Turnpike to review cause of huge pileup

30 people injured in Bucks County

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The head of the Pennsylvania Turnpike has ordered a review of the circumstances that led to a massive pileup that injured 30 people on the toll road on the morning of Feb. 14.

An estimated 50 to 100 vehicles, including several tractor-trailers, were involved in crashes that occurred in Bucks County, west of Philadelphia, just hours after the turnpike lifted a temporary 45 mph speed limit imposed because of a winter storm. Both sides of the turnpike were closed for several hours.

Turnpike CEO Mark Compton said an after-incident review began this week. A team is compiling information that includes an incident timeline, roadway and weather conditions, communications and response times. Officials will interview call center dispatchers, fire, medical and safety personnel, and turnpike maintenance employees. Then they will take testimony from victims and witnesses.

The findings will be made public, Mr. Compton said.

"We absolutely want to understand if there was something we could have done that may have prevented or somehow mitigated the crashes," he said. "Plus, we need to consider if there's something different we could be doing to reduce or better respond to incidences like this in the future."

Among the issues to be considered is whether the speed restrictions should have been lifted, he said. The review is expected to take several weeks.

State police Capt. Greg Bacher, commander of Troop T, which patrols the turnpike, said investigations pointed to multiple causes.

"We determined the crashes resulted from reduced visibility due to the sun's glare and tire spray from other vehicles, in addition to slick or slippery pavement conditions and excessive speed," he said. "In fact, the investigations will result in the issuance of at least 10 motorist citations for traveling too fast for conditions."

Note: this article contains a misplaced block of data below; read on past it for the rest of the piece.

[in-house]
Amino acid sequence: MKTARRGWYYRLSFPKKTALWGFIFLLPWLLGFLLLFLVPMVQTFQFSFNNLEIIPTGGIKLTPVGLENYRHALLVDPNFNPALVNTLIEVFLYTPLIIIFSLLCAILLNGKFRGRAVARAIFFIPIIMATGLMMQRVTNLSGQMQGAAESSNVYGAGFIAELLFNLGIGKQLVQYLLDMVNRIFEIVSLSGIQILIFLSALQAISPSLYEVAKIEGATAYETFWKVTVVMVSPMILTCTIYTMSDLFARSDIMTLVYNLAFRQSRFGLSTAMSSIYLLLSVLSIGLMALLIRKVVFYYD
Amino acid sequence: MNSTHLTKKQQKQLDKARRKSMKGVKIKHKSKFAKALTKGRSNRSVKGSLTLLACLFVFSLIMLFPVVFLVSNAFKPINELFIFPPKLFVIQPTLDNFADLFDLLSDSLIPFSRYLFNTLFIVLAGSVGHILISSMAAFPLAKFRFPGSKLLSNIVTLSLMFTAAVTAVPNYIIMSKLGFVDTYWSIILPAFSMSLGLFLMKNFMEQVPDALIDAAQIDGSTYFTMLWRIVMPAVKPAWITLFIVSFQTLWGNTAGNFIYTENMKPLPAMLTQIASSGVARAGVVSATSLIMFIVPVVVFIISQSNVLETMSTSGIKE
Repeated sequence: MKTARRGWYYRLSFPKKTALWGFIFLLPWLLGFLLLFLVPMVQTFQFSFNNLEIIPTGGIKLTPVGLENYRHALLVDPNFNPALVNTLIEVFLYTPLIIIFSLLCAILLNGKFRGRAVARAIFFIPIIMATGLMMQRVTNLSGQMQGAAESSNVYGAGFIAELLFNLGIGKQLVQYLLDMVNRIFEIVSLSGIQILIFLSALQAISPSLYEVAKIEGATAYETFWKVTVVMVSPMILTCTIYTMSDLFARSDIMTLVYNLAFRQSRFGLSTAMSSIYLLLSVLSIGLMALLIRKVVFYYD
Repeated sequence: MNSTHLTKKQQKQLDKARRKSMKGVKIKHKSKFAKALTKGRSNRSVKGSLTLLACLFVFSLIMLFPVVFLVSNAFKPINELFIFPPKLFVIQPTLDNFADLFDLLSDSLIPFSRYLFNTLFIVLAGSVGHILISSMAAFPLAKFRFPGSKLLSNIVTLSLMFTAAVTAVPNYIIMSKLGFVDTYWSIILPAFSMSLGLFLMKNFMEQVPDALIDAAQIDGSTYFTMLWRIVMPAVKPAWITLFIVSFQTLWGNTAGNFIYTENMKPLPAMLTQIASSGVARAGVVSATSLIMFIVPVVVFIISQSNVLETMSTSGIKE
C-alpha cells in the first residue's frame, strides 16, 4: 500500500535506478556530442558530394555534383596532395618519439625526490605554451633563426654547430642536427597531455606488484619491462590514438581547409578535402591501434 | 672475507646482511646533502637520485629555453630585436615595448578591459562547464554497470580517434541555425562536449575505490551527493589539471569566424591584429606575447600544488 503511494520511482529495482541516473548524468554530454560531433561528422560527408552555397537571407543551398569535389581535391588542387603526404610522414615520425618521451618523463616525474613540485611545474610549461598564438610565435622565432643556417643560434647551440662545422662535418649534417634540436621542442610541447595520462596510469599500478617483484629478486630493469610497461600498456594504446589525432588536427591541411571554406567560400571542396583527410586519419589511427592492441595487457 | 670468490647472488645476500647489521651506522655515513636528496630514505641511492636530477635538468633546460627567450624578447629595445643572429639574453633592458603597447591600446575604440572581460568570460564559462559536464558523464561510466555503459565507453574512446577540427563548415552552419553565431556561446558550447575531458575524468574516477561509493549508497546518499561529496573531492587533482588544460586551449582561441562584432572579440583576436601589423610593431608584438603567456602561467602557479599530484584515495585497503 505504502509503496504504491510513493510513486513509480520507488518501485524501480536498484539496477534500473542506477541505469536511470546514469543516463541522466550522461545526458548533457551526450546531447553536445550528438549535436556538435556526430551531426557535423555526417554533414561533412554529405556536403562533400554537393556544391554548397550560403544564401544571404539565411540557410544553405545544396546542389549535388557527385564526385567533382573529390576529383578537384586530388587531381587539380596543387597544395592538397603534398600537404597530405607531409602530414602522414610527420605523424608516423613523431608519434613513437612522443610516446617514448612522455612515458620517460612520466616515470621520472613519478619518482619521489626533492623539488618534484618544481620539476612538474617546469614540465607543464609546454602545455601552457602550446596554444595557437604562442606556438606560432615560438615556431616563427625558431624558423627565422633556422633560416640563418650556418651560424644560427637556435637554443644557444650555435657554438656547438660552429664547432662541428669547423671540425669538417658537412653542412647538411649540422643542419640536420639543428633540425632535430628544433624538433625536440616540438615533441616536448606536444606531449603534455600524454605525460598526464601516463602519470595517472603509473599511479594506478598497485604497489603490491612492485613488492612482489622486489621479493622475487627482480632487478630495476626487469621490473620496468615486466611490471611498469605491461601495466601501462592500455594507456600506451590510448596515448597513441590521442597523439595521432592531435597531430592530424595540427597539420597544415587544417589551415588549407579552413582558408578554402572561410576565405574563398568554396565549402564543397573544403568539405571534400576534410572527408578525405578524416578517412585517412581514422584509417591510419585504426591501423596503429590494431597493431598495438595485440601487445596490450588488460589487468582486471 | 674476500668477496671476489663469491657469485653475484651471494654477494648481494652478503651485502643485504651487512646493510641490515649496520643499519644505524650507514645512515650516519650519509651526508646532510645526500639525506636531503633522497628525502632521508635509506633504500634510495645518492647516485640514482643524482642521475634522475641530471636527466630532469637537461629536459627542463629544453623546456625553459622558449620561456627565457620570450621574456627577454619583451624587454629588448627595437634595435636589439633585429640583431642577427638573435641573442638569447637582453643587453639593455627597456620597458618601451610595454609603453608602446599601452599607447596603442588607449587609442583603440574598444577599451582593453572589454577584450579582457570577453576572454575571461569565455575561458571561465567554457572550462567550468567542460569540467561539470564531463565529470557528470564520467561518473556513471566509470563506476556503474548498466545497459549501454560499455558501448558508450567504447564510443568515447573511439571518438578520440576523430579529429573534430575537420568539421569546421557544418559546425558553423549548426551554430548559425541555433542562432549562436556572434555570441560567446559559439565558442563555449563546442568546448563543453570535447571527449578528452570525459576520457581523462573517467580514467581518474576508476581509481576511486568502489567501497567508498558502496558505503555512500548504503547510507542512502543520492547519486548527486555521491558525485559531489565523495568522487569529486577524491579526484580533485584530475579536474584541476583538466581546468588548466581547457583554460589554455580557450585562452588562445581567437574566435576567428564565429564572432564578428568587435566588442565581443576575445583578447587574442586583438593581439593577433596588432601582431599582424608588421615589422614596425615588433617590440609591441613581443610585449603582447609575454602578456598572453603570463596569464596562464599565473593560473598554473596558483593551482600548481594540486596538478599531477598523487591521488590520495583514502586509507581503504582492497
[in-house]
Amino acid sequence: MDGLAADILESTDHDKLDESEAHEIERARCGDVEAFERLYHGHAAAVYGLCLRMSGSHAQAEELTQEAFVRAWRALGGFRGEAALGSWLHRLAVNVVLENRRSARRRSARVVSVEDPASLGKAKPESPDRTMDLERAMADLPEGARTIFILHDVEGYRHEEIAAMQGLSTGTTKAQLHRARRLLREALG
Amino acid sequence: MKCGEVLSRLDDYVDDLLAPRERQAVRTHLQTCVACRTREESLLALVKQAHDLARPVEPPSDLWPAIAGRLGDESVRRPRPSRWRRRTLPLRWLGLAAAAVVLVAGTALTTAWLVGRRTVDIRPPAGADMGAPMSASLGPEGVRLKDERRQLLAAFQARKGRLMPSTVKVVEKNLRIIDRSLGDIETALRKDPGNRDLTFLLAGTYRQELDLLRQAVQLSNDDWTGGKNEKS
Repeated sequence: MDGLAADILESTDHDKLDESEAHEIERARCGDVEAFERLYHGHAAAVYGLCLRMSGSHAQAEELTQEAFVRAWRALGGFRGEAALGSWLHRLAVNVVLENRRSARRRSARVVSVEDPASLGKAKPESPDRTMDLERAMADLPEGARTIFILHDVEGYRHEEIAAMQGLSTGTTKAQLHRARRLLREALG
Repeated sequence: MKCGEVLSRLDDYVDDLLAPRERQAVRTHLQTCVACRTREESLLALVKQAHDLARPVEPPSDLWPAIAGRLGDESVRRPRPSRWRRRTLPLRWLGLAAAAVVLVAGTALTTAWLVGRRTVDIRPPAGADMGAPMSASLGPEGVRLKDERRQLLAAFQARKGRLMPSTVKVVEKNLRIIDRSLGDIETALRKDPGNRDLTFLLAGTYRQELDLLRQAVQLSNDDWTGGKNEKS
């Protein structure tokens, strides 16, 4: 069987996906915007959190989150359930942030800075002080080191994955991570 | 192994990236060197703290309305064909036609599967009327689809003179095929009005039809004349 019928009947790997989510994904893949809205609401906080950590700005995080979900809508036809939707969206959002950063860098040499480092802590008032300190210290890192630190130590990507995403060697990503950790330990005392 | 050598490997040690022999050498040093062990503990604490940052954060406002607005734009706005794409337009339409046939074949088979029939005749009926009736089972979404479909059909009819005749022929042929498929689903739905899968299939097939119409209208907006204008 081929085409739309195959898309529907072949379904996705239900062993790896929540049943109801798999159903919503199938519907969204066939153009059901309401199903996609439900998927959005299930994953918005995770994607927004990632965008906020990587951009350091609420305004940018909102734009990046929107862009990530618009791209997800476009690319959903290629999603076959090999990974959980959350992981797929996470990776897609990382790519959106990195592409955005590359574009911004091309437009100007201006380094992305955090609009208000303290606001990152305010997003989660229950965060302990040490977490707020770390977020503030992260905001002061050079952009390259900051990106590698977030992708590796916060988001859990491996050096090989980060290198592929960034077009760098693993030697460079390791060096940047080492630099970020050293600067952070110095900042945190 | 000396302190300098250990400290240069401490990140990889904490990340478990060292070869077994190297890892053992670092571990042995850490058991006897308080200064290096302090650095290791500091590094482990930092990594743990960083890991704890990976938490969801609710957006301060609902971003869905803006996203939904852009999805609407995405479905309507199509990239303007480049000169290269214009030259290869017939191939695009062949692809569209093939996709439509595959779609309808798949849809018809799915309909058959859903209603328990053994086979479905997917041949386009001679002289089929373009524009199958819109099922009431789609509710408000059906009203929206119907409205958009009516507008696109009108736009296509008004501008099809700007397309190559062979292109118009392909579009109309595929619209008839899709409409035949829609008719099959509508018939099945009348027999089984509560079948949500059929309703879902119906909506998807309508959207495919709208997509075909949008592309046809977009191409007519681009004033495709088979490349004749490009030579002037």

In addition to the turnpike's review, state Sen. John Rafferty, chairman of the transportation committee, will hold a hearing on the Feb. 14 incident and other weather-related crashes this winter. No date has been set.

Also on Friday, Gov. Tom Corbett directed Pennsylvania's emergency management chief to review the state's response to two recent storms.

A snow and ice storm on Feb. 4 and 5 knocked out power to 849,000 customers, mostly in the south central and southeastern parts of the state, and the outages lasted for several days. Another storm socked the state with up to 18 inches of snow on Feb. 12 and 13.

In a statement, Mr. Corbett said he has directed Glenn Cannon, who heads the Pennsylvania Emergency Management Agency, to "examine the actions that worked best and incorporate those into the standard operating procedures for all future emergencies." He also directed Mr. Cannon to examine what needs to be improved. A report is expected within 30 days.

Mr. Corbett ordered a similar review in 2012 after Hurricane Sandy. Lessons learned from that review benefitted the response to the recent winter storms, he said.

Jon Schmitz: jschmitz@post-gazette.com or 412-263-1868. Visit the PG's transportation blog, The Roundabout, at www.post-gazette.com/Roundabout. Twitter: @pgtraffic.

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